Sprinkler-irrigated organic rice.

SPANU, Antonino;
2012

Abstract

Sprinkler-irrigated organic rice SPANU Antonino1, BARRACU Francesco1 1 Dip. AGRARIA – Sez. Agronomia, Coltivazioni erbacee e Genetica - Università degli Studi di Sassari e-mail: tspanu@uniss.it Keywords: organic rice; sprinkler irrigation; preceding crop Introduction In the last ten years organic rice has occupied in Italy a very variable proportion of agricultural land. Organic rice is sold at the same prices of conventional one on Italian markets, but the average yield of 4.5 t ha-1 is lower compared to conventional rice yields, mainly as a consequence of the interdiction imposed by the Council Regulation 2092/91 on chemical fertilization and herbicide use on weed control. The insufficient availability of organic seeds also limits organic rice production. A long-term experimentation carried out in Sardinia lead to develop a sprinkler-irrigated technology (Spanu et al., 1992, 1996a, 1996b, 2004) instead of traditional continuous flooded irrigation systems. Sprinkler irrigated rice has demonstrated the possibility of producing grain yields as high as those of flooded rice, and showed many advantages: − energy saves, as precision land grading is not necessary; − use of tyre-weel machinery, with no specific modifications; − simpler control of weeds, with pre-emergence treatments; − inclusion in more favorable rotations with legumes, instead of traditional monocolture, to increase natural N and organic matter availability; − weeds can be mechanically controlled; − rice yields comparable with flooded rice; − save 40-50 % of water. This paper reports the results of three years research with the aim of increasing the production of rice seed for organic farming and for human use. Methodology Tree trials were carried out in the experimental fields of the University of Sassari (39°59’ N, 8°40’ E, 15 m asl). The soil has alluvial origin, was a medium clayey textured, Typic Eutric Haplic Fluvisol. Soil chemical properties are characterized by neutral pH (pH 7.3), absence of carbonates (3.2%), low total nitrogen (0.08 %) and organic carbon and by high phosphorus (43.0 ppm) and potassium (202.0 ppm) content. Water contents at field capacity and at permanent wilting point were those typical for this type of soil. A) In the first year Trifolium alessandrinum and T. subterraneum were compared as preceding crops for their effects on weeds and on soil nitrogen. As experimental design, a randomized block, with 3 replications were used for preceding legumes; each parcel area was 50 m2, sowing density of 400 germinable seeds m-2, and row distance of 14 cm. T. alessandrinum was ploughed into the soil whereas T. subterraneum was cut, one month and one day before rice sowing, respectively, and then N soil content was determined. Competitive ability of Trifolium against weeds was compared by several sampling in which fresh and dry weight of Trifolium and of each species of weeds were measured. The experiment was set up as a split-split plot with four replications. Two rice cultivars (‘Balilla’ and ‘Eurosis’) were assigned to the main plot and three sowing rates (300, 450 and 600 viable seeds m-2 with an inter-row distance of 0.14 m) to the sub-plots. The sub-sub plots received two nitrogen rates: 0 (green manure only) and 80 kg ha-1 of organic N (green manure plus 30 kg ha-1 at sowing and 50 kg ha-1 at stem elongation). Weeds were mechanically controlled using a spiked chain harrow. In the subsequent years a new set of trials was set up with green manure preceding rice sowing: B) four cultivars with T. Alessandrinum as preceding crop were compared (‘Balilla’, ‘Eurosis’, ‘Creso’ and ‘Selenio’); C) an additional trial was carried out with the cultivar ‘Eurosis’ to compare spontaneous fallow and green manure of T. alessandrinum. In this case soil and plants were sampled monthly to determine their nitrogen content. Nitrogen supply in trials B and C was provided by plowing preceding crops about one month before rice sowing, plus three N rates: D0 (green manure only), D80 and D160 of organic N after sowing (80 and 160 kg ha-1 respectively). An inter-row distance of 0.2 m was used with a sowing rate of 500 viable seeds m-2 to allow mechanical control of weeds, performed by a precision weeder. Plots were sown with a cone-seeder placing the seeds at a depth of about 3 cm. Water was applied according to Spanu et al. (2008). Irrigation was performed by sprinklers, depending of both evotraspiration (measured by Class A vessel “PAN”) and physiological stage. From sowing to complete emergence of rice were supplied 100 m3ha-1; during growth stages, irrigation water volumes were established replacing evotraspiration losses and providing a surplus according to coefficients: 0.4 (from emergence to tillering), 0.8 (tillering-stem elongation), 1.0 (stem elongation-earing), 1.2 (earing-cereous maturation), 0.9 (cereous maturation-physiological maturation). Water was applied when PAN evotraspiration exceeded 25 mm. Presence and developmental stage of weeds was periodically monitored for a correct timing of weeding. Measurements were made to determine main phonological stages, number of plants m-2 at emergence and harvest, number of fertile and sterile panicles per m-2, plant height and panicle length, kernel weight, percent of whole kernels and viable seeds. Results and discussion Meteorological parameters, characterized by no rain and high temperatures during rice crop cycle, showed no significant variations compared with means of last 50 years. Using spiked chain harrow in mechanical weed control was effective after T.alessandrinum, insufficient after T. subterraneum. Grain yield following T.alessandrinum was significantly higher than that following T.subterraneum for both cultivars, likely as a consequence of the greater N availability. Grain yield after T.alessandrinum was higher at the N rate of 80 kg ha-1 in both ‘Balilla’ (8.1 vs 6.8 t ha-1 N80 and N0, respectively) and ‘Eurosis’ (9.1 vs 8.2 t ha-1 N80 and N0, respectively), whereas no difference was detected between sowing rates or cultivars. Seed viability was always greater than 90%, with maximum values of 97%, positively affected by T. alessandrinum as preceding crop, and higher in cultivar ‘Euro’ than in’ Balilla’ (Spanu et al., 2007). In trials B and C, widening the inter-row distance to 0.2 m allowed an almost complete control of weeds by the ‘precision weeder’. Both cultivar and N rate affected grain yield: 6.6 t ha-1 were produced by ‘Balilla’ and ‘Selenio’ and 8.4 t ha-1 by ‘Eurosis’ at N0. At N160 all cultivars yielded more than 8 t ha-1, with a maximum of 9.7 t ha-1 for cultivar ‘Creso’ The only treatment affecting percent of whole kernels at the analysis of variance was the cultivar, with values of 65% for cultivar ‘Eurosis’, 68% for ‘Creso’ and greater than 70% for ‘Selenio’ and ‘Balilla’. Trial C showed T. alessandrinum as a preceding crop resulted in greater yields (8.4 t ha-1 at N0 and 9.5 t ha-1 at N160) compared to fallow (7.4 t ha-1 at N0 and 8.1 t ha-1 at N160) when cultivar Euro was utilized (Spanu et al., 2008). Mean percent of whole kernels was 65%, and seed viability was around 90% (Spanu et al., 2008). Fig. 1 shows total N content in soil and in rice plants measured during biological cycle in both fallow and Trifolium preceding crops. Soil N content derive advantage mosly by green manuring with T. alessandrinum (Fig. 1), although an addition of organic N fertilizer was needed to reach the highest yields. Probably, using multiannual legouminous plants like Medicago Sativa (L) it could be possible to allow a satisfactory N soil content as well as a more effective weed control, because of several mowing. Organic rice can take great advantage from sprinkler irrigation as it allows the use of a preceding crop like T. alessandrinum which can have positive effects on both weed control and N availability. Furthermore, sprinkler irrigation reduces environmental impact by reducing both water use - to about 8000 m3 ha-1- and energy use, due to the possibility of using tyre-wheel machinery and no need for precision land grading. Another advantage of sprinkler irrigation is the negligible arsenic and cadmium content of kernels compared to flooded rice, evidenced in a trial comparing 37 rice cultivars (Spanu et al., in press). A higher incidence of cancers and others diseases due to arsenic in rice is common in countries, like Bangladesh, where this cereal represents the basis of the diet ( Spanu et al., 2012a; 2012b). References Spanu A., Pruneddu G., Cabras P., Melis M., Spanedda L. - 1992 - Persistence and mobility in clay soil of different herbicides in sprinkler-irrigated rice (Oryza sativa L.). Agricoltura Mediterranea , Vol.122, 287-292. Spanu A., Pruneddu G., D'Andria R., Lavini L., Quagliettà Chiarandà F. – 1996a - Yield response of rice (Oryza sativa L.) to increasing sprinkler-irrigation volumes. ICID Journal, Vol. 45, N° 2, 55-66. Spanu A., Pruneddu G. - 1996b - The influence of irrigation volumes on sprinkler-irrigated rice (Oryza sativa L.) production. Agricoltura Mediterranea, Vol 126, n°4, 377-382. Spanu A., Pruneddu G. - 1997 - Effect of increasing nitrogen rates on the yield of sprinkler-irrigated rice (Oryza sativa L.). Agricoltura Mediterranea; Vol.127, n°4, 379-387. Spanu A., Murtas A., Ledda L., Ballone F. - 2004 – Innovative agronomic techniques for rice cultivation. Proceeding of the Conference “Challenger and Opportunities for Sustainable Rice-Based Production Systems” - Torino – Italy – 13-15 September. Spanu A., Murtas A. - 2007 - Produzione di semente certificata di riso destinata all’agricoltura biologica – Dal Seme, n.4. Spanu A., Murtas A. - 2008 -Tecniche agronomiche innovative per la produzione di semente certificata di riso (Oryza sativa L.) in regime biologico. In: Azioni di innovazione e ricerca a supporto del piano sementiero. Pag. 245 – 258. Spanu A., Murtas A., Ballone F. - 2009- Water Use and Crop Coefficients in Sprinkler Irrigated Rice.- Italian Journal of Agronomy, 2:47-58 Spanu A., Daga L., Orlandoni A.M., Sanna G. - 2012a – The role of irrigation techniques in Arsenic bioaccumulation in rice (Oryza sativa L.) - In corso di stampa. Spanu A., Sanna G. - 2012b – The role of irrigation techniques in Cadmium bioaccumulation in rice (Oryza sativa L.). - Atti di “International Cadmium Simposium” P.5 - Sassari – 8-9 giugno.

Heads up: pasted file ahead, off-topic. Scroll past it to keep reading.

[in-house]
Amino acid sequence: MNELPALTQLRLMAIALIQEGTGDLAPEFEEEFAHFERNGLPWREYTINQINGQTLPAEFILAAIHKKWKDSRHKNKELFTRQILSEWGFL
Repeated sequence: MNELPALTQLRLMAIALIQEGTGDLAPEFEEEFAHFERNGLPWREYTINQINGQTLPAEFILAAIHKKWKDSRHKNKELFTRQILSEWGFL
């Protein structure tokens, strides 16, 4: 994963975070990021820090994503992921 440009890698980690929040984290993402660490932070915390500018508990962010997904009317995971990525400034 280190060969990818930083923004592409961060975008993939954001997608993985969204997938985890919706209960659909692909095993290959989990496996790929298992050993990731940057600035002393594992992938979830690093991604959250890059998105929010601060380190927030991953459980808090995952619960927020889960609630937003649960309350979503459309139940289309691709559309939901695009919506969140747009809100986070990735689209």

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Utilizza questo identificativo per citare o creare un link a questo documento: http://hdl.handle.net/11388/55412